Himalaya blackberry USDA PLANTS Symbol: RUAR9
U.S. Nativity: Exotic
Habit: Shrub or Subshrub
Rubus armeniacus Focke

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Taxonomic Rank: Magnoliopsida: Rosales: Rosaceae
Synonym(s): Himalayan blackberry
Native Range: Europe

Himalayan blackberry is a perennial shrub native to Eurasia. Stems grow to 15 ft. (4.6 m) before arching and then trailing over the ground for up to 40 ft. (12.2 m). As stems touch the ground they root at the nodes, producing a dense thicket. The leaves of the prima cane (first year shoots) are 2.8-7.9 in. (7-20 cm) long and palmately compound with 5 leaflets. No flowers are produced on the first year’s growth. In the second year several side shoots are produced (flora canes) having smaller leaves with 3 leaflets. The leaflets are oval and toothed with thorns along the underside of the mid-rib. Flowering occurs in late spring to early summer; when white to pale pink flowers develop on the flora canes. Flowers have 5 petals, numerous stamens and are 0.8-1 in. (2-2.5 cm) in diameter. Fruits are an aggregate of drupelets that are black, when mature, and 0.5-0.8 in. (1.2-2 cm) in diameter. Himalayan blackberry was introduced into North America in 1885 as a cultivated crop and occurs in pastures, riparian areas, wastelands, fence lines and right-of-ways.

Identification, Biology, Control and Management Resources

Selected Images from Invasive.orgView All Images at Invasive.org


Feature(s); thorns and leaf undersides
Forest and Kim Starr, Starr Environmental, Bugwood.org
Additional Resolutions & Image Usage

Fruit(s); fruit
Forest and Kim Starr, Starr Environmental, Bugwood.org
Additional Resolutions & Image Usage

Fruit(s);
John M. Randall, The Nature Conservancy, Bugwood.org
Additional Resolutions & Image Usage

Flower(s);
John M. Randall, The Nature Conservancy, Bugwood.org
Additional Resolutions & Image Usage

Plant(s);
John M. Randall, The Nature Conservancy, Bugwood.org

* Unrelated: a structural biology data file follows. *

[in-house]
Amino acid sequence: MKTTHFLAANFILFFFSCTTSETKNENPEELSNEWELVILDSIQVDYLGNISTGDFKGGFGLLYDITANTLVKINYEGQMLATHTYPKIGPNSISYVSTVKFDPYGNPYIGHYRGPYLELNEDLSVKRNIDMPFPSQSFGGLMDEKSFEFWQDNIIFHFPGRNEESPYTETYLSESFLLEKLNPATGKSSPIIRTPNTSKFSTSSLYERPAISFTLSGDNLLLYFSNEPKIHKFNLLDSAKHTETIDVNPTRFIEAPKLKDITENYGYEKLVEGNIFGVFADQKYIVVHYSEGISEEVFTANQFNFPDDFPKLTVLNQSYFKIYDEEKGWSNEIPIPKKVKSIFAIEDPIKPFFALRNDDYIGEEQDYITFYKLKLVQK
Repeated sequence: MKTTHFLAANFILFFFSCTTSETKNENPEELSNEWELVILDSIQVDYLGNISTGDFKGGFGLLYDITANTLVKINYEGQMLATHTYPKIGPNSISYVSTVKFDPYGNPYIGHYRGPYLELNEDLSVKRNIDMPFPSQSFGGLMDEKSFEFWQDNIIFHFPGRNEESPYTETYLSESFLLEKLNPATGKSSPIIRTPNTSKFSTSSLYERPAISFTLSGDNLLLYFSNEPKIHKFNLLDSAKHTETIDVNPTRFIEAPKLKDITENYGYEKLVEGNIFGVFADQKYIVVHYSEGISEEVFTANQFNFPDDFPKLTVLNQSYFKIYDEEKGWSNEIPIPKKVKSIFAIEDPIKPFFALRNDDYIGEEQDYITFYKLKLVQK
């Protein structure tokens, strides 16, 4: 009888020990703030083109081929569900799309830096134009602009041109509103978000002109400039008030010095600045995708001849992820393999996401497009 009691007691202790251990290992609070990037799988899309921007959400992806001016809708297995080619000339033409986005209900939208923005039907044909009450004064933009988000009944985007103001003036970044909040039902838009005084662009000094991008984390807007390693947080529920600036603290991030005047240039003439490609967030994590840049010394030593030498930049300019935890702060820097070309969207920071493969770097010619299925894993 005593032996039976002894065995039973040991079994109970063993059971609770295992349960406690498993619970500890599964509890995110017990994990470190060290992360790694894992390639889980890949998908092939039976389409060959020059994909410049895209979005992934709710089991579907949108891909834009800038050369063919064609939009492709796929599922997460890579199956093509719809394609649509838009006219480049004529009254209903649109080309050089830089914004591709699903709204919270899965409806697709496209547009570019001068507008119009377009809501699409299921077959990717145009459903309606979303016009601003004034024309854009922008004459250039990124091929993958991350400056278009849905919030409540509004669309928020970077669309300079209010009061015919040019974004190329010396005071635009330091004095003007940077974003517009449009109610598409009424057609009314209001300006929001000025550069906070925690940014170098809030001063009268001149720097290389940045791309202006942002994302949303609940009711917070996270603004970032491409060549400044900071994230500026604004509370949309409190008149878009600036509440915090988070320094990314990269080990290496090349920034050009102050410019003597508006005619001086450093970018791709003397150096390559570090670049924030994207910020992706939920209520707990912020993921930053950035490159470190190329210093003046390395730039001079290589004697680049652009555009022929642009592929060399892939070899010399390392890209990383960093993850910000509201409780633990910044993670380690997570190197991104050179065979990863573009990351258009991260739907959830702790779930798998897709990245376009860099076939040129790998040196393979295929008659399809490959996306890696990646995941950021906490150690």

Additional Resolutions & Image Usage

Stem(s); prickly and angled stem
Joseph M. DiTomaso, University of California - Davis, Bugwood.org
Additional Resolutions & Image Usage

Foliage; Branch
Forest and Kim Starr, Starr Environmental, Bugwood.org
Additional Resolutions & Image Usage

Fruit(s); fruits
Eric Coombs, Oregon Department of Agriculture, Bugwood.org
Additional Resolutions & Image Usage

EDDMapS Distribution:
This map is incomplete and is based only on current site and county level reports made by experts and records obtained from USDA Plants Database. For more information, visit www.eddmaps.org
 


State(s) Where Reported invasive.
Based on state level agency and organization lists of invasive plants from WeedUS database.

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U.S. National Parks where reported invasive:
Glen Canyon National Recreation Area (Utah)
Grand Canyon National Park (Arizona)
Redwood National Park (California)
Sequoia and Kings Canyon National Parks (Californina)
Yosemite National Park (California)



Invasive Listing Sources:
California Invasive Plant Council
Faith Campbell, 1998
Georgia Exotic Pest Plant Council
Jil M. Swearingen, Survey of invasive plants occurring on National Park Service lands, 2000-2007
John Randall, The Nature Conservancy, Survey of TNC Preserves, 1995.
Mid-Atlantic Exotic Pest Plant Council, 2005
Native Plant Society of Oregon, 2008
New Jersey Department of Agriculture, Division of Plant Industry, 2004
Pacific Northwest Exotic Pest Plant Council, 1998
Reichard, Sarah. 1994.  Assessing the potential of invasiveness in woody plants introduced in North America. University of Washington Ph.D. dissertation.